May 29, 2007 / 6:07 PM / 12 years ago

Polish city sees hope in U.S. missile shield

SLUPSK, Poland (Reuters) - The future location of the U.S. anti-missile shield in Poland is still an official secret but in the northern city of Slupsk the locals already know they may live next to it.

The facility, which has caused controversy in Europe and anger in Moscow, is a hot topic in Slupsk and nearby Redzikowo, an ex-military airfield poised to house the rocket silos and about 200 U.S. military personnel.

Surveys show most Poles oppose the conservative government’s plan to host the anti-missile base, fearing it could make ex-communist Poland a target for attack.

But in Slupsk and Redzikowo, apprehension seems outweighed by hopes for an economic boost and a new lease of life for the struggling community around the defunct airfield.

“I’m in favor,” said Zbigniew Borkowski, a 53-year-old taxi driver who regularly ferries customers between Redzikowo and Slupsk. “This will breathe new life into the entire region.”

Government and diplomatic sources confirm that Radzikowo, 477 kilometres (298 miles) north of Warsaw, has been picked for the base but are reluctant to go on the record until negotiations between Warsaw and Washington are well advanced.

For Borkowski, no such public confirmation is necessary. He already keeps an English course book in his cab, studying the language of his future customers while idling at a rank.

“The talk of a threat because the shield will be installed is just scare-mongering,” he told Reuters.

Local authorities say the benefits of having the base are clear for Redzikowo, which was used by the German air force (Luftwaffe) during World War Two and then became a Soviet army outpost. Now dilapidated, it is populated mostly by ex-military families living in crumbling Soviet-style apartment blocs.

“The opponents of the shield say we will be threatened, but we are calm,” said Mariusz Chmiel, a Slupsk community mayor. “The Americans aren’t going to spend millions to build the site to make the whole place vulnerable to a terrorist attack.”

“I hope this base will not be just a place where U.S. soldiers and their families live but that it will cause an economic revival for the community, bringing in investment also by U.S. firms,” Chmiel said.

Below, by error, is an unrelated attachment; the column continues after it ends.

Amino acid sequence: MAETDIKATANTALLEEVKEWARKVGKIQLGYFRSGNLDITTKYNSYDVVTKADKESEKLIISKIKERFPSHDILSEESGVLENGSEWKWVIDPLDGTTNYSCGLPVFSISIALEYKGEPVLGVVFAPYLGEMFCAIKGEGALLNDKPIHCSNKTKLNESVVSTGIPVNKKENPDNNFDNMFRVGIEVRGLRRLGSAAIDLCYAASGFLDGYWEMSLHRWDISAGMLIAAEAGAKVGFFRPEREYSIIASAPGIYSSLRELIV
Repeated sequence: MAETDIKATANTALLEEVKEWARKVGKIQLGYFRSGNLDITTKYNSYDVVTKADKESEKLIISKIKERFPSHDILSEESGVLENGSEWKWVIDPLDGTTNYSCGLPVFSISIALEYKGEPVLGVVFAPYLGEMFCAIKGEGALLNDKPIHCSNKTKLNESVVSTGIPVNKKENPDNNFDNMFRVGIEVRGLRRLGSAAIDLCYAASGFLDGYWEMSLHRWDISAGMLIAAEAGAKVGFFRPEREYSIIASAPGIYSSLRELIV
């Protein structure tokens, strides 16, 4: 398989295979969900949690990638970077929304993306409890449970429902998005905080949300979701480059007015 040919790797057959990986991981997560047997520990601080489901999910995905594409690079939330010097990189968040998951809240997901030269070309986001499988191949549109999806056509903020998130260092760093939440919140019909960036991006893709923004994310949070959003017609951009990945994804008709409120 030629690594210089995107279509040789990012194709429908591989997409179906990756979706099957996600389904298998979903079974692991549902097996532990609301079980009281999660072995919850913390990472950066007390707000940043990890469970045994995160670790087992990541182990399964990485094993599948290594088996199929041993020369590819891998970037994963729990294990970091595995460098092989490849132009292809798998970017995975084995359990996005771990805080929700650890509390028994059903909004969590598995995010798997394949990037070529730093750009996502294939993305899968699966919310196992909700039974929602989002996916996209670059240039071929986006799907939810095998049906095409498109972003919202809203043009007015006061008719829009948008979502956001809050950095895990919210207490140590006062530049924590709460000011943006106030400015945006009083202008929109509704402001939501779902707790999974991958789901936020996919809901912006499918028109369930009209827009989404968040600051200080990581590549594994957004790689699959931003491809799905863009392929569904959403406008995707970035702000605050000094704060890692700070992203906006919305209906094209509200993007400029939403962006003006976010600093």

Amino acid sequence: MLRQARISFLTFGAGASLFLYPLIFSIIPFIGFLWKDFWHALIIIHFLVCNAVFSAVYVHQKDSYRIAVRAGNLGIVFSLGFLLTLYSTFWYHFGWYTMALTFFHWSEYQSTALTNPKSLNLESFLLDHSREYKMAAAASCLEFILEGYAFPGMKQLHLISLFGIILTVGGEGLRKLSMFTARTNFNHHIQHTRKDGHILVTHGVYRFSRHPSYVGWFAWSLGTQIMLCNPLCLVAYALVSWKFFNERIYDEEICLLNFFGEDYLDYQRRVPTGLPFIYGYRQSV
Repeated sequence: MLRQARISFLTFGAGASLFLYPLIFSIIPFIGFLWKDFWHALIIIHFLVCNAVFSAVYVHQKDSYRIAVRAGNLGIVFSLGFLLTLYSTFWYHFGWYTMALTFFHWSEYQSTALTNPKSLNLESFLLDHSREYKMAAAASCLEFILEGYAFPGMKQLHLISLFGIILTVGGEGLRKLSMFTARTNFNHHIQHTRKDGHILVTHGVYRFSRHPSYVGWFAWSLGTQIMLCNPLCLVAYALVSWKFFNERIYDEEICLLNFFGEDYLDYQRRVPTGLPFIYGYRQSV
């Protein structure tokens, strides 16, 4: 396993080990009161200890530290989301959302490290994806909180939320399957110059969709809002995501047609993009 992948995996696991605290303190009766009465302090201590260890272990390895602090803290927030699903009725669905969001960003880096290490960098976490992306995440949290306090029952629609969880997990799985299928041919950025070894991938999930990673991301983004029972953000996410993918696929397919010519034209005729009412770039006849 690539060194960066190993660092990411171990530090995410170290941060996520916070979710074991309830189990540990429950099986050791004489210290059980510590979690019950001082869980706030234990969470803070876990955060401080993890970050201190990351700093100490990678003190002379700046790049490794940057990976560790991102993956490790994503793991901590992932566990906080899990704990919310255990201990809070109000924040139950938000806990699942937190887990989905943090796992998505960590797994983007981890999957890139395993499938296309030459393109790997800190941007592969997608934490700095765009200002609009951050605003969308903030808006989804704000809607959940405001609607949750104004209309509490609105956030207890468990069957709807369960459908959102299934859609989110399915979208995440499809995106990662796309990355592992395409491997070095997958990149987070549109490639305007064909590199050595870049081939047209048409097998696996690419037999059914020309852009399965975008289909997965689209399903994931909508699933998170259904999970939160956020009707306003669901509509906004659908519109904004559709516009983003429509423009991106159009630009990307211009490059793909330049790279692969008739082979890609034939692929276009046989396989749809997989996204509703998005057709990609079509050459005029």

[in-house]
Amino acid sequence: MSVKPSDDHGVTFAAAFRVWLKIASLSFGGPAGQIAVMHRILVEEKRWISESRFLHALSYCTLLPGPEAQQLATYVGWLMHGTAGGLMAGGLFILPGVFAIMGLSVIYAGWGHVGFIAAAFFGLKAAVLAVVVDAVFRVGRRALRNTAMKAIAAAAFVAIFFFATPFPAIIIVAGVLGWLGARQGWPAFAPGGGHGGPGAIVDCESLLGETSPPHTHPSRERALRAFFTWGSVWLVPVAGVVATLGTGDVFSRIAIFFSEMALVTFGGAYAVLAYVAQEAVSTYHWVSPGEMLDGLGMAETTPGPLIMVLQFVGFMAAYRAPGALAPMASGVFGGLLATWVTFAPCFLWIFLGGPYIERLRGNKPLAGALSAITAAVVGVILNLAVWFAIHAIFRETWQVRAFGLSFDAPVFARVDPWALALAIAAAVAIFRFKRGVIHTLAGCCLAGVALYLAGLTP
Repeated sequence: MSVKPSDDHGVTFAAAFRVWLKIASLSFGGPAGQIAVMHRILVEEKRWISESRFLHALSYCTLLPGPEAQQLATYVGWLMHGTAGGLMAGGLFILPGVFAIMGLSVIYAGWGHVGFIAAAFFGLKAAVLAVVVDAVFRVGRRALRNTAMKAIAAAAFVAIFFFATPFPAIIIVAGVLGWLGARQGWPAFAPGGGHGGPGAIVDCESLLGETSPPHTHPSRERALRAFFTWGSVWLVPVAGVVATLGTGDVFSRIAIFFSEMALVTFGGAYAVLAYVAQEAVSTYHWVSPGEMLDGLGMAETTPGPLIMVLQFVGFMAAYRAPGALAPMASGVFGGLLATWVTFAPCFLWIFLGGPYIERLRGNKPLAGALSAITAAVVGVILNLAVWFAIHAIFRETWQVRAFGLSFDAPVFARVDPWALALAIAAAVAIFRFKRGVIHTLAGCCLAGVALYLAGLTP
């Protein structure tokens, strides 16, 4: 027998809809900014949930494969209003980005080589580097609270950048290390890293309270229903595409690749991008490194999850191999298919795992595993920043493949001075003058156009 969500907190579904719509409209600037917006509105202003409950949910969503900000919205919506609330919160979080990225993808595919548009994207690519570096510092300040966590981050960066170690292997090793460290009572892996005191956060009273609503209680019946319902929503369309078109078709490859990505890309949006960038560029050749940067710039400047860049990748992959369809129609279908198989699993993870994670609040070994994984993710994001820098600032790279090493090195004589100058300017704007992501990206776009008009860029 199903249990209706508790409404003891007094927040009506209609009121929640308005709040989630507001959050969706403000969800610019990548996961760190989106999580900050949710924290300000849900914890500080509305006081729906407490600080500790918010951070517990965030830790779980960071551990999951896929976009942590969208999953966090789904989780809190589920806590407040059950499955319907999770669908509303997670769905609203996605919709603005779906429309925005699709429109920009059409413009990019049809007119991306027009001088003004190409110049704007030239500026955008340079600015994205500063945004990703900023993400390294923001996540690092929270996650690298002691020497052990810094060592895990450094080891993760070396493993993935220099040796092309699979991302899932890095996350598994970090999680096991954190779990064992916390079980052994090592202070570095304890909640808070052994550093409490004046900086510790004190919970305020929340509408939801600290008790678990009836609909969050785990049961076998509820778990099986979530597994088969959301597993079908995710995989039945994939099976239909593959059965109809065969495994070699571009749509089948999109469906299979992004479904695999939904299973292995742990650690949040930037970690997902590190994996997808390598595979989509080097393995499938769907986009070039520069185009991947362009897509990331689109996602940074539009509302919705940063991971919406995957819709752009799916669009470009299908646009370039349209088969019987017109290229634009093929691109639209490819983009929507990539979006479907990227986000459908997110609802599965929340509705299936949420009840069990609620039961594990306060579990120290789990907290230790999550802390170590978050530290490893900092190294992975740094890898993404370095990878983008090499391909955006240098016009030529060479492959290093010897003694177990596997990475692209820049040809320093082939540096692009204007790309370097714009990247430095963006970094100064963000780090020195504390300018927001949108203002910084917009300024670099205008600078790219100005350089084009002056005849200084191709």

The base, which will host 10 interceptor rockets, is set to cost several hundred million dollars. It will be constructed by specialized defense firms but local, Polish companies may land contracts for services and infrastructure around the base.

If Warsaw and Washington agree a deal, and parliament approves it, work on the base could start next year, with the rockets in place by 2012.


But opponents of the missile shield, led by local Catholic priest Father Jan Giriatowicz, are not swayed by the potential economic benefits.

“God wants peace, not war,” Giriatowicz says, arguing the shield would fuel global tensions and revive the arms race.

His followers say the government is unnecessarily dragging Poland into a global confrontation between the United States and its foes such as Iran.

They also fear the base will stoke tensions with former overlord Russia, which has reacted with fury to what it sees as U.S. encroachment on its former backyard.

Moscow has dismissed U.S. assurances that the shield aims to defend the United States and its European allies from “rogue states”, and has all but frozen relations with Warsaw.

Such sabre-rattling has made even some Polish and U.S. allies in NATO and the European Union nervous, a point Father Giriatowicz’s supporters are quick to make when they gather around reporters after Sunday mass.

“I oppose the shield because this is yet another arms race,” said civil servant Adam Sasiuk, 36.

But he rejected claims that Poland, an European Union and NATO member, was replacing what was once Soviet control with U.S. domination.

“The Soviet troops here were imposed on us. Now it’s different, now it’s democracy,” he said.

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